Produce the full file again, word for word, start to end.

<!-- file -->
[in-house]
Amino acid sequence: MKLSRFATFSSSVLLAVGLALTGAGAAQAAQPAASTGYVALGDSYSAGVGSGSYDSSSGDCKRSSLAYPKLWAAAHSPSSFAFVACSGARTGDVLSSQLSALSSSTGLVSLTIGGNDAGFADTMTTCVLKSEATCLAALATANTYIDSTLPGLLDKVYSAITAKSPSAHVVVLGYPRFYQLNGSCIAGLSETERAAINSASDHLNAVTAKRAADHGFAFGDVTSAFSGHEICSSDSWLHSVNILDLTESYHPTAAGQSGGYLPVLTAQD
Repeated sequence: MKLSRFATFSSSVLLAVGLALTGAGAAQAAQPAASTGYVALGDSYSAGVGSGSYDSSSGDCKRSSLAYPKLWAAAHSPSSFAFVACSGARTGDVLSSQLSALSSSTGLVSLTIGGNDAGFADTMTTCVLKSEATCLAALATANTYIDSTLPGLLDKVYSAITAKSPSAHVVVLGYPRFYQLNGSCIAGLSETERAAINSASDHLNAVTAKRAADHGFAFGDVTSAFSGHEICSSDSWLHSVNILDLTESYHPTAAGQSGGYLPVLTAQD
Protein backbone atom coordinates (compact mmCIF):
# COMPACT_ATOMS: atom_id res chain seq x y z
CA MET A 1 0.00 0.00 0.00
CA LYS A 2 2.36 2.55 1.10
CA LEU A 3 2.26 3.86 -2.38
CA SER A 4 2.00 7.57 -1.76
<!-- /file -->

[in-house]
Amino acid sequence: MKLSRFATFSSSVLLAVGLALTGAGAAQAAQPAASTGYVALGDSYSAGVGSGSYDSSSGDCKRSSLAYPKLWAAAHSPSSFAFVACSGARTGDVLSSQLSALSSSTGLVSLTIGGNDAGFADTMTTCVLKSEATCLAALATANTYIDSTLPGLLDKVYSAITAKSPSAHVVVLGYPRFYQLNGSCIAGLSETERAAINSASDHLNAVTAKRAADHGFAFGDVTSAFSGHEICSSDSWLHSVNILDLTESYHPTAAGQSGGYLPVLTAQD
Repeated sequence: MKLSRFATFSSSVLLAVGLALTGAGAAQAAQPAASTGYVALGDSYSAGVGSGSYDSSSGDCKRSSLAYPKLWAAAHSPSSFAFVACSGARTGDVLSSQLSALSSSTGLVSLTIGGNDAGFADTMTTCVLKSEATCLAALATANTYIDSTLPGLLDKVYSAITAKSPSAHVVVLGYPRFYQLNGSCIAGLSETERAAINSASDHLNAVTAKRAADHGFAFGDVTSAFSGHEICSSDSWLHSVNILDLTESYHPTAAGQSGGYLPVLTAQD
Protein backbone atom coordinates (compact mmCIF):
# COMPACT_ATOMS: atom_id res chain seq x y z
CA MET A 1 0.00 0.00 0.00
CA LYS A 2 2.36 2.55 1.10
CA LEU A 3 2.26 3.86 -2.38
CA SER A 4 2.00 7.57 -1.76